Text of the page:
Recent research suggests that as many as 1 in every 6 young people will experience a level of anxiety that can be diagnosed as an anxiety condition at some point in their lives. In an average mainstream classroom this equates to 5 students, who may or may not be getting the help they need. Without support anxiety can quickly escalate into control conditions such as OCD and/or depression. Anxiety behaviours that we work with have sadly got to this stage and include extreme separation anxiety, panic attacks, anxiety induced tourettes, agorophobia and other phobic behaviours often towards writing, mathematics or even the sight of school uniforms or writing pens.
Sadly 50% of mental health problems which start in later key stage two are classed as 'established' by age 14. This rises to 75% by age 24. Early intervention is key, and disappointingly many of our students have not had this early intervention. We therefore work intensively under both a restoratative and person-centred holistic philosophy to reverse the damage.
We are happy to lend reading materials and other resources including weighted therapy for at home use.
The Nurture room provides a safe, calm indoor garden where students learn 'instant relief' techniques. These do not get to the root of the problem, but they are strategies to help them get through the day. Our nurture room staff are qualified to provide a really impressive list of interventions, including Indian Head massage, meditation, yoga, breathing techniques, physical techniques, sensory work, play based work, art based strategies and non-tokenistic mindfulness exercises. We have therapy animals too! We never push an academic target above a mental health one - of course we want to challenge and encourage, but anxiety is taken seriously in this setting.
The root of the issue can be fully assessed and investigated by our clinical psychologist. This then leads to a programme of support which may include counselling, solution-focused coaching (SFC) or psychotherapy. Alongside this other services such as occupational therapy or speech therapy may be involved. CBT is sometimes appropriate, but it depends on the level of control the young person is able to give up and their ability to rationalise.
Therapy is blended with learning, with all learning pitched in a growth mindset framework and plenty of time for individual student:teacher discussions around both the work and well-being
OTHER RECOMMENDED SOURCES OF SUPPORT
Our own parent workshops - we want to support parents to help their own young people
Courses for parents and professionals, plus wellness classes for young people, from big bear bespoke education (see www. bravura.info website)
Join Anxiety uk - they offer amazing support, including access to online counsellors. Their quarterly magaine is an excellent source of support and inspiration. website: www.anxietyuk.org.uk If you can't afford to join then borrow a copy from school as we subscribe.
Animals - many young people find talking to a pet easier than to a person. Many young people find a soft animal, or a pretend soft animal, a source of sensory comfort. Our therapy dog visits on Mondays and Wednesdays, whilst the rabbit is in on Tuesdays and Wednesdays.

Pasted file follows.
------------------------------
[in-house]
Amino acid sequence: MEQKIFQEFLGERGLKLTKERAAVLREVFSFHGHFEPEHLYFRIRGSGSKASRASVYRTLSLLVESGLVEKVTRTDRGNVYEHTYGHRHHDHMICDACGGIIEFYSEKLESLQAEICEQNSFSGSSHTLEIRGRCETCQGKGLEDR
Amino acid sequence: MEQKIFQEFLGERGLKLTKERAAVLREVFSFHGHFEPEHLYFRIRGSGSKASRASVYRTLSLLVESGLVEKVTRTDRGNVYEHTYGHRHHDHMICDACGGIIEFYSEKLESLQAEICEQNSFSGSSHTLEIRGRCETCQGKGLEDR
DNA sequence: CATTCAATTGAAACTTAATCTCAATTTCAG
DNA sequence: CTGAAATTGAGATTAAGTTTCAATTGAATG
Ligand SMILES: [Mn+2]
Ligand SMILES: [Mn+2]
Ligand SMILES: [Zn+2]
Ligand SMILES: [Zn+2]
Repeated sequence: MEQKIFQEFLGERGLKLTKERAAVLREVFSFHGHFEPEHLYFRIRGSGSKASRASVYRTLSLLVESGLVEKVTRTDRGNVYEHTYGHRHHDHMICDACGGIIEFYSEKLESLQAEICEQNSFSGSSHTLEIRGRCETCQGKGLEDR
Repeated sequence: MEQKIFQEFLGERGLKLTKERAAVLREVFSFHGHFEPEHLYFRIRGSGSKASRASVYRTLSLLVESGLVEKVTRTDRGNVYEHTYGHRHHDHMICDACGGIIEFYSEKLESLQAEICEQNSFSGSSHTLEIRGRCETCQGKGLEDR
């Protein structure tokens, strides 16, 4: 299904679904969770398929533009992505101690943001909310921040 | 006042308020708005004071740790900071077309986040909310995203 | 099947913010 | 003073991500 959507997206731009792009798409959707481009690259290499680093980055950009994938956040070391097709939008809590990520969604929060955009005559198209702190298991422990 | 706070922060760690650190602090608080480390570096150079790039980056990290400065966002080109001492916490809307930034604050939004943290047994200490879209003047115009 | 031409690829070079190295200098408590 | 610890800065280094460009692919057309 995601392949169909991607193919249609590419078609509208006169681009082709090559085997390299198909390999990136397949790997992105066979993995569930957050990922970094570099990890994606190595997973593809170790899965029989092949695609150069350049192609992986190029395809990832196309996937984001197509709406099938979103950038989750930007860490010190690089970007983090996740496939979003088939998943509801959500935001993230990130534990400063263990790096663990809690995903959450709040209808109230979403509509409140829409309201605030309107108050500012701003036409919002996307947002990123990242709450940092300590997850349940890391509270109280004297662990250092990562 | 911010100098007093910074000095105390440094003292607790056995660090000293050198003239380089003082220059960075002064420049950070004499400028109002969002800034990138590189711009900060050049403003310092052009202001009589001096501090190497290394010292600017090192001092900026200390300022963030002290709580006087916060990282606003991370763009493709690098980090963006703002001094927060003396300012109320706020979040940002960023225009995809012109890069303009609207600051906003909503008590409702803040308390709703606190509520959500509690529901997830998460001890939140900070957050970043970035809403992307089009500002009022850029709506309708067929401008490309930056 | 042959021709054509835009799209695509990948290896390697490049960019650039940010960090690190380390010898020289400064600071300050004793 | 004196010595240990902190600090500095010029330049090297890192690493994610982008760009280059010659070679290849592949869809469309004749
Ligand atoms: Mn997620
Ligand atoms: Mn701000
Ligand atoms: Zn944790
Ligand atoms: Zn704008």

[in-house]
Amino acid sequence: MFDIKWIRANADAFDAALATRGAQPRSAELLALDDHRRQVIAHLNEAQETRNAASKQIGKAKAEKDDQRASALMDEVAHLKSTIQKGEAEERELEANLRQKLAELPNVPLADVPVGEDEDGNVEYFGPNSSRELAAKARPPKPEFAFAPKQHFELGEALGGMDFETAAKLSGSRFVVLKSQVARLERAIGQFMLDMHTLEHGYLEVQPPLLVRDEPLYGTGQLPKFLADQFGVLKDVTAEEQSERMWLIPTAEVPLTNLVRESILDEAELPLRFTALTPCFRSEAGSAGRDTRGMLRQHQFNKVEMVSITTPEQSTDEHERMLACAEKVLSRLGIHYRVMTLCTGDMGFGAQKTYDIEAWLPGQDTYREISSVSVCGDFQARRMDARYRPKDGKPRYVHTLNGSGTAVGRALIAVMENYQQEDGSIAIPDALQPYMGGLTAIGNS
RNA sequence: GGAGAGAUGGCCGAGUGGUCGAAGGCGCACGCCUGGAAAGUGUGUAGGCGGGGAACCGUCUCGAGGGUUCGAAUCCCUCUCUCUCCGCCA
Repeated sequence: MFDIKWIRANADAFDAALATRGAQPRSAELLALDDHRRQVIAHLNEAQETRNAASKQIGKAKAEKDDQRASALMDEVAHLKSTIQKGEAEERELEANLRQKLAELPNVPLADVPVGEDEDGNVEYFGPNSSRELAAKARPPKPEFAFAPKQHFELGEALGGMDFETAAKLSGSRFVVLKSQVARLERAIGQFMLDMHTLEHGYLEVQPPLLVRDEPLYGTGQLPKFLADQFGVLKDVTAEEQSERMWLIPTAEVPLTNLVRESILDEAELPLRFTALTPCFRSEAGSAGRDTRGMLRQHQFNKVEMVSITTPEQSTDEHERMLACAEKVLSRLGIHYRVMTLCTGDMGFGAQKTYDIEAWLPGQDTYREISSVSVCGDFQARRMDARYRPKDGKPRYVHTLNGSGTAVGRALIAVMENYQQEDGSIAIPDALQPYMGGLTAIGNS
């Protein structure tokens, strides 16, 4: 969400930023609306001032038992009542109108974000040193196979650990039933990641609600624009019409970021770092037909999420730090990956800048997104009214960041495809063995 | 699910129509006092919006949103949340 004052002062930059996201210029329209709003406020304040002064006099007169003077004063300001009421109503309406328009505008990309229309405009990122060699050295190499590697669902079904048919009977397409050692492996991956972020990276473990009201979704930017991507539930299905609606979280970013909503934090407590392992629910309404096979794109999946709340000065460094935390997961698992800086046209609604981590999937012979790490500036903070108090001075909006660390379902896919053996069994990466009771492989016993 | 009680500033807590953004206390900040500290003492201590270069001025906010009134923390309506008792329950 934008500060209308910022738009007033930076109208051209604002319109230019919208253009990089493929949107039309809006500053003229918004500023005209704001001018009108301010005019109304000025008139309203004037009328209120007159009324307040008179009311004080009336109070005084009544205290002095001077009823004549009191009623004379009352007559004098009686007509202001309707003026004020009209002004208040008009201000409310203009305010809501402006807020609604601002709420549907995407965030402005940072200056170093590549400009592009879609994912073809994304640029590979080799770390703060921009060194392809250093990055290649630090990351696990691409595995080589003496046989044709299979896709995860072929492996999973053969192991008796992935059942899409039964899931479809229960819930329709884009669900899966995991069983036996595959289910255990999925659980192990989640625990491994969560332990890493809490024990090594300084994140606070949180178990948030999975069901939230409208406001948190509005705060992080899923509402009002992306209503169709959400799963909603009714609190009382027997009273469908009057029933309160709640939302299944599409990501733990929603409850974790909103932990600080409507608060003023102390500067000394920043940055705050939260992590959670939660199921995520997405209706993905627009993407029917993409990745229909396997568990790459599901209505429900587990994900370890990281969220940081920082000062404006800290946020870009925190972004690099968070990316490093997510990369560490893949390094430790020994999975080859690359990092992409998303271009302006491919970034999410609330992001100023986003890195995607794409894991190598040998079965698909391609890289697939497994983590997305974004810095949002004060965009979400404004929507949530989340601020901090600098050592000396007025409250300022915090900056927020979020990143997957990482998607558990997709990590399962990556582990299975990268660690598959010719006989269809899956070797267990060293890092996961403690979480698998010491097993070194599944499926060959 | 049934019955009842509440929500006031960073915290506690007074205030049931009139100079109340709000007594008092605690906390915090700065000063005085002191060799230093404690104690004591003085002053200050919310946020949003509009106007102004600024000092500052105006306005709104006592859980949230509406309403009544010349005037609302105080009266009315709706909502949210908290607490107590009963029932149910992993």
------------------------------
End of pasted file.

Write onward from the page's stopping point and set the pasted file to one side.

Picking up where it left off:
Aps - there are lots of mindfulness ones out there, but again they require a degree of rational thought that may not be possible when anxiety is high. Something like 'Heat Pad' or 'Kaleido' (both free) requires no interaction or discussion of issues, and is non-directive but calming.
Bolster their minds during periods where they are calm - we highly recommend the self-help series of books by Gina M Biegel. These are based on both CBT and SFC principals, and can be worked on as a family; we all have anxiety and stress to some degree and normalising it is very important for your young person, as some level of stress is actually beneficial in life.
Don't forget the sensory. Even if your young person appears sensory adverse there may be some items of use such as aromatherapy or a a foot spa. We use a full range of physical equipment, weighted and sensory blankets and vests, massage tools and electronic massagers, diffusers and music throughout the day in our school. Our positive touch policy, which is accompanied by strict safeguarding rules, allows for Indian Head Massage to be performed in and outside of classes - helping students stay in class, listening to the lesson.
SOURCES OF HELP
These services are not associated with us. We are not responsible for the quality of service they provide, we are recommending them based on the positive experiences of some young people known to us. By inclusion in this list nor are we suggesting that we are in any way affiliated with these servcies.
ANXIETY UK - Support, online counselling, magazine, advice
Text line: 07537416905
Info line: 03444775774
A magazine packed full of useful articles around not just ASD, but the mental health aspects associated with it - fascinating reading and lots of signalling to specialist support.
Website provides support for young people, professionals and parents. Young people who feel they are having a mental health crisis can get instant emergency support by texting YM to 85258
OCD UK - advice, online counselling, support and magazine. Dedicated youth services.
PAPYRUS - suicide prevention young people's hotline 0800 068 41 41
An eating disorder support service - smaller than some of the bigger associations, but specifically aimed at young people.